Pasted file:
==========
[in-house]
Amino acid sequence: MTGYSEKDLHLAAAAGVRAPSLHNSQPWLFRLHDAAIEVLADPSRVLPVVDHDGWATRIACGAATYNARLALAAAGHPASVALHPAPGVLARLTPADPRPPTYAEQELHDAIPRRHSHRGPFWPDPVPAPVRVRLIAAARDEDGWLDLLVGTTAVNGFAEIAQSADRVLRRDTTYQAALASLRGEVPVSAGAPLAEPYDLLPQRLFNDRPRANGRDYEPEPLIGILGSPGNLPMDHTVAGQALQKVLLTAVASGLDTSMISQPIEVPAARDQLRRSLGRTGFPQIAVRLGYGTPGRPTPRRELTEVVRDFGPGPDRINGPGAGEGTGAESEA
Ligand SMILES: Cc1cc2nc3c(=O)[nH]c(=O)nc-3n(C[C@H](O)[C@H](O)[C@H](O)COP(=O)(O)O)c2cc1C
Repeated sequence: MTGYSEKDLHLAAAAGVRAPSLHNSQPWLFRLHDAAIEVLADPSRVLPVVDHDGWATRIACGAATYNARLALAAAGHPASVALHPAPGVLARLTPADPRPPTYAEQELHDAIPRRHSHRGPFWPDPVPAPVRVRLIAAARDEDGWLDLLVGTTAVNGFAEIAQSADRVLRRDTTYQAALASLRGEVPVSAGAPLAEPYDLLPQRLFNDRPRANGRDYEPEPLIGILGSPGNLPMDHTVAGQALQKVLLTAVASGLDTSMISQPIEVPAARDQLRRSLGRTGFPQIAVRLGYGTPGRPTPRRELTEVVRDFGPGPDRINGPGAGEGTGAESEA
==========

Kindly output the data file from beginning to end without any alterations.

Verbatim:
[in-house]
Amino acid sequence: MTGYSEKDLHLAAAAGVRAPSLHNSQPWLFRLHDAAIEVLADPSRVLPVVDHDGWATRIACGAATYNARLALAAAGHPASVALHPAPGVLARLTPADPRPPTYAEQELHDAIPRRHSHRGPFWPDPVPAPVRVRLIAAARDEDGWLDLLVGTTAVNGFAEIAQSADRVLRRDTTYQAALASLRGEVPVSAGAPLAEPYDLLPQRLFNDRPRANGRDYEPEPLIGILGSPGNLPMDHTVAGQALQKVLLTAVASGLDTSMISQPIEVPAARDQLRRSLGRTGFPQIAVRLGYGTPGRPTPRRELTEVVRDFGPGPDRINGPGAGEGTGAESEA
Ligand SMILES: Cc1cc2nc3c(=O)[nH]c(=O)nc-3n(C[C@H](O)[C@H](O)[C@H](O)COP(=O)(O)O)c2cc1C
Repeated sequence: MTGYSEKDLHLAAAAGVRAPSLHNSQPWLFRLHDAAIEVLADPSRVLPVVDHDGWATRIACGAATYNARLALAAAGHPASVALHPAPGVLARLTPADPRPPTYAEQELHDAIPRRHSHRGPFWPDPVPAPVRVRLIAAARDEDGWLDLLVGTTAVNGFAEIAQSADRVLRRDTTYQAALASLRGEVPVSAGAPLAEPYDLLPQRLFNDRPRANGRDYEPEPLIGILGSPGNLPMDHTVAGQALQKVLLTAVASGLDTSMISQPIEVPAARDQLRRSLGRTGFPQIAVRLGYGTPGRPTPRRELTEVVRDFGPGPDRINGPGAGEGTGAESEA